For many schools the last two years have posed huge challenges in maintaining comfortable, healthy learning environments. First the focus on ventilation post lockdown, then huge heating bills over the last winter, as well as coping with extreme weather events.
Typical secondary school energy bills can now exceed £100,000 per year. At the same time the impact of climate change and extreme weather events means more energy is used to deliver comfortable classrooms. Suddenly, careful management of the school estate and facilities can produce significant paybacks in energy efficiency.
The impact of environment on learning and health
Energy efficiency matters because indoor environment matters in teaching. For decades research has confirmed most teacher’s belief that the environment in a classroom – especially the temperature and air quality – has significant impact on learning outcomes.
An extensive study from Cornell demonstrated the impact of temperature on employee performance – where lower temperatures are linked to a rise in mistakes and accuracy.
In education, the National Bureau of Economic Research compared test scores for 10 million students and 14 years against average daily temperatures. A 1°C hotter year correlated to nearly 2% lower test scores, but only in schools without climate control. Extremes of temperature (years with days over 38°C) added an additional 0.5% reduction.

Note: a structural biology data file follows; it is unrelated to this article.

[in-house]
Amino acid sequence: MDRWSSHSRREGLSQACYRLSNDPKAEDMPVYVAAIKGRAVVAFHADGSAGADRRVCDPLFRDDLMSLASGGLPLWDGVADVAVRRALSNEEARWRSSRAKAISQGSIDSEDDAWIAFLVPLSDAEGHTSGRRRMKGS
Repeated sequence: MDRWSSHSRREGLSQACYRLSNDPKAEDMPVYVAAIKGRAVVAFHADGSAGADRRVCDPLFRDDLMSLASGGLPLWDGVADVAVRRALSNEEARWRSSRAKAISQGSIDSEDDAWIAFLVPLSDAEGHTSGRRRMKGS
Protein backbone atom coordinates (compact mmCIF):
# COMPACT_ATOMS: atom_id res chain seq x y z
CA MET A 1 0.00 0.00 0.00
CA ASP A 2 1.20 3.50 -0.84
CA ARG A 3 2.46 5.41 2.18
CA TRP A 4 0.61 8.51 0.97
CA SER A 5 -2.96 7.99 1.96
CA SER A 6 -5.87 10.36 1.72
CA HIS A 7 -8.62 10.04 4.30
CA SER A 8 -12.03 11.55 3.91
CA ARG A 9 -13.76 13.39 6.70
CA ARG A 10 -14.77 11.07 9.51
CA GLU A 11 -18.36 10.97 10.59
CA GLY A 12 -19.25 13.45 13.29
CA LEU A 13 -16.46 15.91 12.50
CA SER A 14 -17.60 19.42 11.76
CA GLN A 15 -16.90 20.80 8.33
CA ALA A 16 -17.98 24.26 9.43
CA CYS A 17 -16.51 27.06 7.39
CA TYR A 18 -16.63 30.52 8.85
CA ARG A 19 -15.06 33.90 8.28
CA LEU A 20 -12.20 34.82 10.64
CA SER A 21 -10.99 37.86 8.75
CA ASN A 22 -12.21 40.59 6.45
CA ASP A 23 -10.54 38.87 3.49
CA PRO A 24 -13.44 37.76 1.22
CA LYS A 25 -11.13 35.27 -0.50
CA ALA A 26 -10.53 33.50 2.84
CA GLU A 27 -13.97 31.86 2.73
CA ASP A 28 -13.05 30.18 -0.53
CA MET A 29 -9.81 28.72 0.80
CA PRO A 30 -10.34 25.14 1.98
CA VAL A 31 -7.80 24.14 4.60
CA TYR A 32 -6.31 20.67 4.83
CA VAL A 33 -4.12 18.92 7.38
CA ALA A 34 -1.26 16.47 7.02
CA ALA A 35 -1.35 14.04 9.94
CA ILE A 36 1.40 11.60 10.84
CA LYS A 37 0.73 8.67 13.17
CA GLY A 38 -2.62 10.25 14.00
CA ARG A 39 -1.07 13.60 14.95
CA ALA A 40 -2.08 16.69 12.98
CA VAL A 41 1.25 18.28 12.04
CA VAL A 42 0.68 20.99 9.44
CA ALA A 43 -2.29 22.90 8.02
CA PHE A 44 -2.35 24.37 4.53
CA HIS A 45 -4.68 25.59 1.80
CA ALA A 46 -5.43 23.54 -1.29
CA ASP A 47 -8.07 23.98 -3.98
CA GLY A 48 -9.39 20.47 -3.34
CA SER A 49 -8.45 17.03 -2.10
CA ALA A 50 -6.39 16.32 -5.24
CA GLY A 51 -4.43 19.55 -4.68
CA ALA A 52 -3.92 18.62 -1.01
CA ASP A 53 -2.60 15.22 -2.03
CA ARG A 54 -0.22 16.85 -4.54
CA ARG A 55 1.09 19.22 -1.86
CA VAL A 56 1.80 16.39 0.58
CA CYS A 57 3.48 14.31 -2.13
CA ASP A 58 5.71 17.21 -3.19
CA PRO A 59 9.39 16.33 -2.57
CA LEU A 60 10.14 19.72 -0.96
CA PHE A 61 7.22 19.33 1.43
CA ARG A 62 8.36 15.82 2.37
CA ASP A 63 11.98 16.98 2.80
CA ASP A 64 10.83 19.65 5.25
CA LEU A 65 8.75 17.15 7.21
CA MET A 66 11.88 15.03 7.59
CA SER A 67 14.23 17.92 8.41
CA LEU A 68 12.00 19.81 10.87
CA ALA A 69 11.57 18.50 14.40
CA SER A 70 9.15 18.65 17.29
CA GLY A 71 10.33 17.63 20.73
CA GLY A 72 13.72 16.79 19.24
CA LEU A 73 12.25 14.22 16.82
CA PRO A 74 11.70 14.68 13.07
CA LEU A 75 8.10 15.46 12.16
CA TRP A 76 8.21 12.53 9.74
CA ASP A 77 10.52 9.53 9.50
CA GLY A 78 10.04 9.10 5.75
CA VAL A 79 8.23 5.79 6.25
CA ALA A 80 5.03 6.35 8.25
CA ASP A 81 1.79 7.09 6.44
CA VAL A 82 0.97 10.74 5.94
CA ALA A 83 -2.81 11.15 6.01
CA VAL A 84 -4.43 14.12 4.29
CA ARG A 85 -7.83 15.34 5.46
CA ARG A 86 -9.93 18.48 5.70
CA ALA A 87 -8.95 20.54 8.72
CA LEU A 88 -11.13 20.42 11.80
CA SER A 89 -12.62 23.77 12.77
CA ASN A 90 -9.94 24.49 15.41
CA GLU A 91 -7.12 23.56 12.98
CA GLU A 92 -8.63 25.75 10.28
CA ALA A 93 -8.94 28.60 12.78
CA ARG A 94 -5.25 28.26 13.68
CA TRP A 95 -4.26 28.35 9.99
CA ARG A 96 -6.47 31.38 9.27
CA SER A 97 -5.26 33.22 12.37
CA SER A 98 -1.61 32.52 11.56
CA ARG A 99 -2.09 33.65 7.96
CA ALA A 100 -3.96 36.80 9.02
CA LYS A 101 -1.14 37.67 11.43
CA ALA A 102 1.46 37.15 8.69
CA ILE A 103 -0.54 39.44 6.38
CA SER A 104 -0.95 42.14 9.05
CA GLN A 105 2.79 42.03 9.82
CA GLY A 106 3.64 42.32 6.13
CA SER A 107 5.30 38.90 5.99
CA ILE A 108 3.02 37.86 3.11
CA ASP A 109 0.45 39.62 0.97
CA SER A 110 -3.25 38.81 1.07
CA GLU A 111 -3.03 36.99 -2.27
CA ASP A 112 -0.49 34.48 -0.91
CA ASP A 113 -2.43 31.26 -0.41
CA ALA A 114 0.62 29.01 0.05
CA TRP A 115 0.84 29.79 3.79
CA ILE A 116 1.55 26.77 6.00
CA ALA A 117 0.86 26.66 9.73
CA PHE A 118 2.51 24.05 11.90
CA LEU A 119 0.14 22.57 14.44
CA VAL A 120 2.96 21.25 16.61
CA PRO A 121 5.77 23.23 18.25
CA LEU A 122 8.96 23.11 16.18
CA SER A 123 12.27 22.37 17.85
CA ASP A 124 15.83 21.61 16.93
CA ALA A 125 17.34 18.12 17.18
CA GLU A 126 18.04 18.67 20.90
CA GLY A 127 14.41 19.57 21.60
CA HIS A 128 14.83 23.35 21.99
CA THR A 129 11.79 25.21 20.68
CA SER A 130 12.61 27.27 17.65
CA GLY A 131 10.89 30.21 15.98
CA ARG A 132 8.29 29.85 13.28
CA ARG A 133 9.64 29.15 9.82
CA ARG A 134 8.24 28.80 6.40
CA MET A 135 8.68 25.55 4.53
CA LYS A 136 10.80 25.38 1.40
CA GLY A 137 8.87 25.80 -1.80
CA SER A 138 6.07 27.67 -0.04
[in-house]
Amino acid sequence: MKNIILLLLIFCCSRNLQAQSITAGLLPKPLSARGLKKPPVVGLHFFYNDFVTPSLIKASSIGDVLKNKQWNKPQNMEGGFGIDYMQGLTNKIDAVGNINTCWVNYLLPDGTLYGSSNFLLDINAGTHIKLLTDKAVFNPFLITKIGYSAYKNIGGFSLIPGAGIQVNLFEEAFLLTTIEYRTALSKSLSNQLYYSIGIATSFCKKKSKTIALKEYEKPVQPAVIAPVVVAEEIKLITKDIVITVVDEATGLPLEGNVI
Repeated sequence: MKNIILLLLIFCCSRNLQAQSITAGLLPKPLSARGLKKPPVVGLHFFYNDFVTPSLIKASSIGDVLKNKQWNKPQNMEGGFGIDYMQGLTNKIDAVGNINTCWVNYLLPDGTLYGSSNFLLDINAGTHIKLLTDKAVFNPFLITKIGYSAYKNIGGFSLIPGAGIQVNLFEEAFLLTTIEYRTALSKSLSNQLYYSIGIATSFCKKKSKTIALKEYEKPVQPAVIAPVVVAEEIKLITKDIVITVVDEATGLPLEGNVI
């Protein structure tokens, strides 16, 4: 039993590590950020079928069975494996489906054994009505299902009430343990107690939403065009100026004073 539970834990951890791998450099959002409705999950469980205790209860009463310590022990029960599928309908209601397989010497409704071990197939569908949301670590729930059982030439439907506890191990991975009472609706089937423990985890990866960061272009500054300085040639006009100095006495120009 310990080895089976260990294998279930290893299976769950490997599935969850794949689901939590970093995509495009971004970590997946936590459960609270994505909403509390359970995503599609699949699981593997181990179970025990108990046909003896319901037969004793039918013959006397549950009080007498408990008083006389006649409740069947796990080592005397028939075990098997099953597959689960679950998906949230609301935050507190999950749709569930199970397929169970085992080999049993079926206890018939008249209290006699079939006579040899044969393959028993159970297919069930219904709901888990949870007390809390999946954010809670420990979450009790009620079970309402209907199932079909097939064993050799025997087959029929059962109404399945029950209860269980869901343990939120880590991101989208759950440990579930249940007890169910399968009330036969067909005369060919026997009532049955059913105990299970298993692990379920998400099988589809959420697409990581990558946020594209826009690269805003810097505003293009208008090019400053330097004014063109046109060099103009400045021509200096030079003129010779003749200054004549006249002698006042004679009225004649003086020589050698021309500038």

Associate Professor Joshua Goodman was clear: ‘Our evidence suggests that heat not only interferes with the physical capabilities of a nation’s workforce but also with its cognitive capacities, and most crucially the rate at which valuable skills are accrued over time.’
So, the problem isn’t just that if you are hot or cold you feel uncomfortable. The problem is that when you are out of the comfort zone you are distracted. If cold you will use a substantial amount of your energy to try and keep warm. If warm your working memory, information retention and processing are all impacted.
Consequently pupils will have less resource for concentration, inspiration and focus. Which not only impacts pupils ability to learn, but also teacher’s abilities to maintain high performance.
Acceptable CO2 in classrooms
Just as with temperature, many years of research has confirmed the relationship between levels of CO2 indoors and ability to think, take in and recall information.
A Danish study showed CO2 levels impact speed at which number and language tasks can be performed. This is an international issue – a similar study of elementary schools in Texas found that mathematics and reading scores improved by 2.9% and 2.7% respectively, when ventilation was increased.
For staff productivity, the results are comparable. A Harvard paper showed that investing $40 per person, per year in improved air quality produced a $6,500 productivity benefit for each employee.